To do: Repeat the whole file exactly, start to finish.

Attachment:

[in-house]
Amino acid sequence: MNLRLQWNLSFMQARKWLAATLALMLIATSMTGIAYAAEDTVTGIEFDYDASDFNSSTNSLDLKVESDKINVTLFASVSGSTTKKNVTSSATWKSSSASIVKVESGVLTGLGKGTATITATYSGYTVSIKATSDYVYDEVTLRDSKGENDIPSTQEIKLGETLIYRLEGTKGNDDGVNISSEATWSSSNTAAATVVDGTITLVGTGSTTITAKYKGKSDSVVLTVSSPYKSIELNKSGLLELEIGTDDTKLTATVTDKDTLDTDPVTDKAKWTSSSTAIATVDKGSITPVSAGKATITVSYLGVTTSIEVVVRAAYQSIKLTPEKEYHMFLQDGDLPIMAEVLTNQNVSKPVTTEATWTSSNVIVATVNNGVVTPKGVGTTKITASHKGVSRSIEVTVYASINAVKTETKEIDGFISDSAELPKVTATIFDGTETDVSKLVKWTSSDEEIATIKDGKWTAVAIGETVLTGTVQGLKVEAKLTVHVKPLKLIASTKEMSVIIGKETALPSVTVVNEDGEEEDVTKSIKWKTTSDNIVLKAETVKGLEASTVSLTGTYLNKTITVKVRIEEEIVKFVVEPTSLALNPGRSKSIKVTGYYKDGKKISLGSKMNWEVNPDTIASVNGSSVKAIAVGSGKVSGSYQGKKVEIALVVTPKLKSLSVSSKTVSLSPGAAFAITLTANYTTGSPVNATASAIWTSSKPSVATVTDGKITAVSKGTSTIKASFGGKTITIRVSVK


[in-house]
Amino acid sequence: MNLRLQWNLSFMQARKWLAATLALMLIATSMTGIAYAAEDTVTGIEFDYDASDFNSSTNSLDLKVESDKINVTLFASVSGSTTKKNVTSSATWKSSSASIVKVESGVLTGLGKGTATITATYSGYTVSIKATSDYVYDEVTLRDSKGENDIPSTQEIKLGETLIYRLEGTKGNDDGVNISSEATWSSSNTAAATVVDGTITLVGTGSTTITAKYKGKSDSVVLTVSSPYKSIELNKSGLLELEIGTDDTKLTATVTDKDTLDTDPVTDKAKWTSSSTAIATVDKGSITPVSAGKATITVSYLGVTTSIEVVVRAAYQSIKLTPEKEYHMFLQDGDLPIMAEVLTNQNVSKPVTTEATWTSSNVIVATVNNGVVTPKGVGTTKITASHKGVSRSIEVTVYASINAVKTETKEIDGFISDSAELPKVTATIFDGTETDVSKLVKWTSSDEEIATIKDGKWTAVAIGETVLTGTVQGLKVEAKLTVHVKPLKLIASTKEMSVIIGKETALPSVTVVNEDGEEEDVTKSIKWKTTSDNIVLKAETVKGLEASTVSLTGTYLNKTITVKVRIEEEIVKFVVEPTSLALNPGRSKSIKVTGYYKDGKKISLGSKMNWEVNPDTIASVNGSSVKAIAVGSGKVSGSYQGKKVEIALVVTPKLKSLSVSSKTVSLSPGAAFAITLTANYTTGSPVNATASAIWTSSKPSVATVTDGKITAVSKGTSTIKASFGGKTITIRVSVK